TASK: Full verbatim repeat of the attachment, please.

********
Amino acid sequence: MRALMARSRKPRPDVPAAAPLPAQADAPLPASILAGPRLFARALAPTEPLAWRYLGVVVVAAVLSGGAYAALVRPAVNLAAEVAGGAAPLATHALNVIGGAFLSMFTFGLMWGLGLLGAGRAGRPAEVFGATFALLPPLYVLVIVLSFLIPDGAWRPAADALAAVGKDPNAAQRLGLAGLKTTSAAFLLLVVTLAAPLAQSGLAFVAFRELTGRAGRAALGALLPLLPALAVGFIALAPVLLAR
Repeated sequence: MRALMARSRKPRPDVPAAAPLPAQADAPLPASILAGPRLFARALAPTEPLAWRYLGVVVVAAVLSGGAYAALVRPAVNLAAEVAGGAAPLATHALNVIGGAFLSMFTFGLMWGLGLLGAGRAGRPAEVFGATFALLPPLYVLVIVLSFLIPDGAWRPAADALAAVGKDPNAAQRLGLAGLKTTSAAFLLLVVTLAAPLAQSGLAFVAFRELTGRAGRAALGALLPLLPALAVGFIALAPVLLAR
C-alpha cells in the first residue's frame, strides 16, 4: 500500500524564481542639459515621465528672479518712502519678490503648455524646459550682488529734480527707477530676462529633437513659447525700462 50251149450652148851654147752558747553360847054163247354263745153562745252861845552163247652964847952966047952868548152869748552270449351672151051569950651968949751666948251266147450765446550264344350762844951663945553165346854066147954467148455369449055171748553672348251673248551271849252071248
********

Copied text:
Amino acid sequence: MRALMARSRKPRPDVPAAAPLPAQADAPLPASILAGPRLFARALAPTEPLAWRYLGVVVVAAVLSGGAYAALVRPAVNLAAEVAGGAAPLATHALNVIGGAFLSMFTFGLMWGLGLLGAGRAGRPAEVFGATFALLPPLYVLVIVLSFLIPDGAWRPAADALAAVGKDPNAAQRLGLAGLKTTSAAFLLLVVTLAAPLAQSGLAFVAFRELTGRAGRAALGALLPLLPALAVGFIALAPVLLAR
Repeated sequence: MRALMARSRKPRPDVPAAAPLPAQADAPLPASILAGPRLFARALAPTEPLAWRYLGVVVVAAVLSGGAYAALVRPAVNLAAEVAGGAAPLATHALNVIGGAFLSMFTFGLMWGLGLLGAGRAGRPAEVFGATFALLPPLYVLVIVLSFLIPDGAWRPAADALAAVGKDPNAAQRLGLAGLKTTSAAFLLLVVTLAAPLAQSGLAFVAFRELTGRAGRAALGALLPLLPALAVGFIALAPVLLAR
C-alpha cells in the first residue's frame, strides 16, 4: 500500500524564481542639459515621465528672479518712502519678490503648455524646459550682488529734480527707477530676462529633437513659447525700462 50251149450652148851654147752558747553360847054163247354263745153562745252861845552163247652964847952966047952868548152869748552270449351672151051569950651968949751666948251266147450765446550264344350762844951663945553165346854066147954467148455369449055171748553672348251673248551271849252071248